Read the full story from the University of Michigan.
If you’re an environmentally conscious consumer, you’ve probably heard that today’s highly efficient dishwashers use less energy and water than traditional hand-washing techniques.
While that’s true in most cases, there’s one manual washing technique—the two-basin method, in which dishes are soaked and scrubbed in hot water and then rinsed in cold water—that is associated with fewer greenhouse gas emissions than machine dishwashing.
That’s one of the surprising findings of a new study from University of Michigan researchers that includes a list of tips for greener dishwashing. The study was published online Feb. 12 in the journal Environmental Research Communications and is the result of a collaboration between U-M researchers and Michigan-based Whirlpool Corp.
February 27, 2020, 11 a.m. CST
Join SERDP and ESTCP on for a webinar on technological advances to reduce hazardous waste streams during the production of energetic materials for DoD munitions. First, Mr. Matthew Puszynski from Innovative Materials & Processes will discuss his efforts to develop improved components for fuze assemblies that are more effective while replacing hazardous materials in the manufacturing process and in the munition itself.
Second, Mr. Mike Miller of Resodyn Corporation will discuss results from his work to develop a safer and cleaner manufacturing process for rocket propellants, explosives and pyrotechnic formulations for DoD munitions using Continuous Acoustic Mixing (CAM) and Clean-In-Place (IP) capabilities.
Read the full story at The Conversation.
As experts warn that the world is running out of time to head off severe climate change, discussions of what the U.S. should do about it are split into opposing camps. As experts warn that the world is running out of time to head off severe climate change, discussions of what the U.S. should do about it are split into opposing camps. The scientific-environmental perspective says global warming will cause the planet severe harm without action to slow fossil fuel burning. Those who reject mainstream climate science insist either that warming is not occurring or that it’s not clear human actions are driving it.
With these two extremes polarizing the American political arena, climate policy has come to a near standstill. But as I argue in my new book,“All Hell Breaking Loose: The Pentagon’s Perspective on Climate Change,” the U.S. armed forces offer a third perspective that could help bridge the gap.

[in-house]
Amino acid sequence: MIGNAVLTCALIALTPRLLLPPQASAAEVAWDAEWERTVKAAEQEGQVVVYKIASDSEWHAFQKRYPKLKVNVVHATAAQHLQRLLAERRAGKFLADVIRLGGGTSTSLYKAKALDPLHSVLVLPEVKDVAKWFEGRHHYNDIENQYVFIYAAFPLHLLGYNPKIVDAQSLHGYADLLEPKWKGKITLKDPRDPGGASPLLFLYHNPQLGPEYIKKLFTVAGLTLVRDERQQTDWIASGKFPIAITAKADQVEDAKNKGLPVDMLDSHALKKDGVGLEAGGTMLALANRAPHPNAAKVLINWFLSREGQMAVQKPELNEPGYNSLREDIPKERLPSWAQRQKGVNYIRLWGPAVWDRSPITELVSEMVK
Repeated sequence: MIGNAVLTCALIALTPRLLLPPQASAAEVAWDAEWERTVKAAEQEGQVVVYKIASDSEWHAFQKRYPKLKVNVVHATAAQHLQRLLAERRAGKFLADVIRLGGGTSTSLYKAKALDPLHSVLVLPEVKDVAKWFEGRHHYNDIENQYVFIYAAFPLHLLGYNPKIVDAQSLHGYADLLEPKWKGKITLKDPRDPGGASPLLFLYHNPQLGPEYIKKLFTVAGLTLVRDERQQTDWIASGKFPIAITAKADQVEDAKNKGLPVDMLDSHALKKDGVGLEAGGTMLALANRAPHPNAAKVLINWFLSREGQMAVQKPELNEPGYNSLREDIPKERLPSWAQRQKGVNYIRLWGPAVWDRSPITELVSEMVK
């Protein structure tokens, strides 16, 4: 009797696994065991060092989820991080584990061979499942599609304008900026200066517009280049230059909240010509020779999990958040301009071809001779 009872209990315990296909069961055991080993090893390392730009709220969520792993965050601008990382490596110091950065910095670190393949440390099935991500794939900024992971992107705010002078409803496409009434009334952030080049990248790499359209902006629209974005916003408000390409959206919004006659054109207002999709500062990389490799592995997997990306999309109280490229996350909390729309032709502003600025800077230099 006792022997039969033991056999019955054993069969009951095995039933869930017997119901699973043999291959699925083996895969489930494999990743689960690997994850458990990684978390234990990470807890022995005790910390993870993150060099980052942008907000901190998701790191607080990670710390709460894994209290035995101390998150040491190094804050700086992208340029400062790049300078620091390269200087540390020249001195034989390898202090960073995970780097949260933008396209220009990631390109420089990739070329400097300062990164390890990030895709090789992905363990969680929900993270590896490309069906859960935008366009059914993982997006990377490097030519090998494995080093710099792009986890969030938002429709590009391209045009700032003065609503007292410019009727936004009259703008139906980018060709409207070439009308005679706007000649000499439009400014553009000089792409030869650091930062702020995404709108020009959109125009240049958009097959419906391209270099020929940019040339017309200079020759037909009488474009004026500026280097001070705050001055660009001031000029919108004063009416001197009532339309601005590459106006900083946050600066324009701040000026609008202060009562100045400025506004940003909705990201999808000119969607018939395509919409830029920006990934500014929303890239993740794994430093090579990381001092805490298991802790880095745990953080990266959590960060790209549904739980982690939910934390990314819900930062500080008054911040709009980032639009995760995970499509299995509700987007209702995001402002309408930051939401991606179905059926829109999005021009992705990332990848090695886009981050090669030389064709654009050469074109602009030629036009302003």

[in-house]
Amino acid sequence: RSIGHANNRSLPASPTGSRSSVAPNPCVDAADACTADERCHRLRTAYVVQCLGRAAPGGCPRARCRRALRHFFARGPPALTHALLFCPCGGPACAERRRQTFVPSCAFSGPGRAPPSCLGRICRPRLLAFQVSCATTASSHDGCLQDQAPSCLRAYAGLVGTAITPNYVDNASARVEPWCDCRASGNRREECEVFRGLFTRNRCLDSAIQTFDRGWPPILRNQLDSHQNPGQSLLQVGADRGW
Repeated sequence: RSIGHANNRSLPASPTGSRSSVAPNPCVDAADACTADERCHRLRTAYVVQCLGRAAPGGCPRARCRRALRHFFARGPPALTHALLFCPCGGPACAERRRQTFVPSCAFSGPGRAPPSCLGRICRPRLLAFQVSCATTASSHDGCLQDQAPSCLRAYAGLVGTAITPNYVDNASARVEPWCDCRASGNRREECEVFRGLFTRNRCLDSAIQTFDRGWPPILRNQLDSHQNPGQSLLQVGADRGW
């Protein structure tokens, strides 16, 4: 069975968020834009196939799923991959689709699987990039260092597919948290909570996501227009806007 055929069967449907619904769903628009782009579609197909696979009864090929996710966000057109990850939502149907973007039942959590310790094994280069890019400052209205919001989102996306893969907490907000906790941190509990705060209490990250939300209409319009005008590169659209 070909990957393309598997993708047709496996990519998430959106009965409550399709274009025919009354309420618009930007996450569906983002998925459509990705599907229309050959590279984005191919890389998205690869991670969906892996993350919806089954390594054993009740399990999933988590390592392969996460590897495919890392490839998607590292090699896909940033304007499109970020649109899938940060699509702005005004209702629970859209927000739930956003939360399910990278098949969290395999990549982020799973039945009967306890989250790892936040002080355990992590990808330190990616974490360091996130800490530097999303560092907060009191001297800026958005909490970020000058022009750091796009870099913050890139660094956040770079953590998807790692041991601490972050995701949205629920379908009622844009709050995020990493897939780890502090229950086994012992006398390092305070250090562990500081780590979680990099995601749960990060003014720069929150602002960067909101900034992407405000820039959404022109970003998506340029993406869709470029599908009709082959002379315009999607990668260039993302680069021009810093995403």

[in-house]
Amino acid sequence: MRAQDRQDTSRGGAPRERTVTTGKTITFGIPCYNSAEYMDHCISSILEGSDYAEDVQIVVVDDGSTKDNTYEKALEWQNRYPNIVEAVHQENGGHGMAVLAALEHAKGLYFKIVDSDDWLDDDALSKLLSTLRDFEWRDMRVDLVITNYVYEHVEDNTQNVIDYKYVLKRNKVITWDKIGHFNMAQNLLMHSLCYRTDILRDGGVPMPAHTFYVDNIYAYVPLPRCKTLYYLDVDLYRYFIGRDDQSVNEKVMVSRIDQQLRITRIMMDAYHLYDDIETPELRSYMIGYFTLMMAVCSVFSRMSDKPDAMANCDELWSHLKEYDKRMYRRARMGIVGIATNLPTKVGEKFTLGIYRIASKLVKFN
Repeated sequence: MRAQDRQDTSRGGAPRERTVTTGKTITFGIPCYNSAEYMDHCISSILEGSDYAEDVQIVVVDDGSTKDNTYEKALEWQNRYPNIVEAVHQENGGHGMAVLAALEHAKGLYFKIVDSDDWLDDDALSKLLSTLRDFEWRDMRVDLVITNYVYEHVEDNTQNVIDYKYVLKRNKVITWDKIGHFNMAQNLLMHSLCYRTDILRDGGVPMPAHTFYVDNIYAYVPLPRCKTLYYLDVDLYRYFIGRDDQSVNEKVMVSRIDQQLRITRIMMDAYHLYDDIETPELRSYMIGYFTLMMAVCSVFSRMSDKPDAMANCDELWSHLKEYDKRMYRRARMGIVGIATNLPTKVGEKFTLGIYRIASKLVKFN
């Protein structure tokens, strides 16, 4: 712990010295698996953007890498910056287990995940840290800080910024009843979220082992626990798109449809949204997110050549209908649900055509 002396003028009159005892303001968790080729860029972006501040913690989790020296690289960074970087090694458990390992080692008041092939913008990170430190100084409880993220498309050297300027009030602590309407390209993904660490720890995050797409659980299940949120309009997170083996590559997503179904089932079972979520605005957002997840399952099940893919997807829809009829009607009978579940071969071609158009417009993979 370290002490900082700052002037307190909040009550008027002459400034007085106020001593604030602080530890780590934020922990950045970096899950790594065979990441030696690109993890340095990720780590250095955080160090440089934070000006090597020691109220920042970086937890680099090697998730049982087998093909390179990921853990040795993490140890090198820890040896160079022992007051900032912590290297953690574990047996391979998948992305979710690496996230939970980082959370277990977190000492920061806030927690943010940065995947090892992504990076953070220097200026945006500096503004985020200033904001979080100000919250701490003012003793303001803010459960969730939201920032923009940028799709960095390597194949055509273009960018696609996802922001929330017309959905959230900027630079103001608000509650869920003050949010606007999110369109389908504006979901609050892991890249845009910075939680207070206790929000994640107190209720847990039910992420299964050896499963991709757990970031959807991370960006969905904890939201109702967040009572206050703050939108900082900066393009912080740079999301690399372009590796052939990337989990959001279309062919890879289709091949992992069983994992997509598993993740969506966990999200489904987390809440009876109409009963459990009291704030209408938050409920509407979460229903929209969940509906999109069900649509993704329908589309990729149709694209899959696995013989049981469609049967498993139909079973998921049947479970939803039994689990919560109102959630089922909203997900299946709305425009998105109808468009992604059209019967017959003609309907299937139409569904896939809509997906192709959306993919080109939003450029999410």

I’ve studied military and security issues for decades. Although President Trump has called climate change a hoax and worked to reverse the Obama administration’s climate initiatives, senior U.S. military officers have long been aware of warming’s detrimental effects.
Read the full story in Science News.
Breaking down bodies into dirt may be an environmentally friendly alternative to burial or cremation.
Read the full story from Oregon Public Broadcasting.
The Oregon Department of Energy has issued a notice of violation to a hazardous waste facility for accepting more than 2 million pounds of radioactive materials east of the Columbia River Gorge.
Read the full story in Plastics Recycling Update.
Recycling operations across North America are adding additional processing capacity, taking in a growing amount of material displaced by export market upheavals.
Read the full story in Waste Dive.
A new Greenpeace USA report argues U.S. companies are incorrectly labeling many plastic products as recyclable. The report, “Circular Claims Fall Flat”, states only PET #1 and HDPE #2 bottles and jugs are truly recyclable, and that full-body shrink sleeves on those items can also limit their recyclability.
The survey indicates many MRFs only accept those two types of plastics due to insufficient market demand and processing capabilities. The survey of MRFs nationwide was conducted in partnership with The Last Beach Cleanup.
Polypropylene (#5) is a notable focal point. The packaging industry has invested in marketing it as recyclable, but Greenpeace found mixed results. According to the report, only 53% of surveyed MRFs take the items and only 31% of U.S. residents have access to polypropylene collection.
Read the full story at Karma.
Money is pouring into the so-called circular economy, as businesses and investors seek to profit from keeping trash out of landfills and transitioning to a low-carbon economy.
Read the full story at Vox.
It’s no substitute for shifting to clean electricity.
Read the full story in Bloomberg Environment.
A recent House proposal says burning municipal waste is a form of clean energy, but Roger Ballentine, president of Green Strategies, begs to differ. He says burning trash isn’t a way to get to net zero energy and hurts the already declining recycling industry.